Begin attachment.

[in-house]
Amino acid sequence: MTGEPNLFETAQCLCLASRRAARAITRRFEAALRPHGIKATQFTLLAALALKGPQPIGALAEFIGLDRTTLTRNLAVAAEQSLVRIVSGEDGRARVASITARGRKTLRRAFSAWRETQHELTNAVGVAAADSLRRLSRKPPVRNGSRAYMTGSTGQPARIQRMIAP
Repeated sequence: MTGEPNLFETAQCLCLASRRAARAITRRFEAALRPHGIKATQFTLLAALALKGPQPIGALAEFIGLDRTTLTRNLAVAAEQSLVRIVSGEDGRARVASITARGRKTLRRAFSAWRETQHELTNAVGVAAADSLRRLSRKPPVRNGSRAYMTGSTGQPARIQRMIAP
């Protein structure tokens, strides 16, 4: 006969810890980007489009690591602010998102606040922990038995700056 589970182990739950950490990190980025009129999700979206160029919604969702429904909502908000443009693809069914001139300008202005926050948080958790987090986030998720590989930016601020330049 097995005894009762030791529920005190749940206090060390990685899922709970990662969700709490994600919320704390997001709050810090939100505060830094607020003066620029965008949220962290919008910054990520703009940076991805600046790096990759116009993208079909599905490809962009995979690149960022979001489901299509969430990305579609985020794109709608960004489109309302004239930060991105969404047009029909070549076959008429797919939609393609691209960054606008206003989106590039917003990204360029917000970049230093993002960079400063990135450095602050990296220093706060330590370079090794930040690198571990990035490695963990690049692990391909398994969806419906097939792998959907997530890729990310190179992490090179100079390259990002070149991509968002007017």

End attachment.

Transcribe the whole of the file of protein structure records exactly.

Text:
[in-house]
Amino acid sequence: MTGEPNLFETAQCLCLASRRAARAITRRFEAALRPHGIKATQFTLLAALALKGPQPIGALAEFIGLDRTTLTRNLAVAAEQSLVRIVSGEDGRARVASITARGRKTLRRAFSAWRETQHELTNAVGVAAADSLRRLSRKPPVRNGSRAYMTGSTGQPARIQRMIAP
Repeated sequence: MTGEPNLFETAQCLCLASRRAARAITRRFEAALRPHGIKATQFTLLAALALKGPQPIGALAEFIGLDRTTLTRNLAVAAEQSLVRIVSGEDGRARVASITARGRKTLRRAFSAWRETQHELTNAVGVAAADSLRRLSRKPPVRNGSRAYMTGSTGQPARIQRMIAP
């Protein structure tokens, strides 16, 4: 006969810890980007489009690591602010998102606040922990038995700056 589970182990739950950490990190980025009129999700979206160029919604969702429904909502908000443009693809069914001139300008202005926050948080958790987090986030998720590989930016601020330049 097995005894009762030791529920005190749940206090060390990685899922709970990662969700709490994600919320704390997001709050810090939100505060830094607020003066620029965008949220962290919008910054990520703009940076991805600046790096990759116009993208079909599905490809962009995979690149960022979001489901299509969430990305579609985020794109709608960004489109309302004239930060991105969404047009029909070549076959008429797919939609393609691209960054606008206003989106590039917003990204360029917000970049230093993002960079400063990135450095602050990296220093706060330590370079090794930040690198571990990035490695963990690049692990391909398994969806419906097939792998959907997530890729990310190179992490090179100079390259990002070149991509968002007017």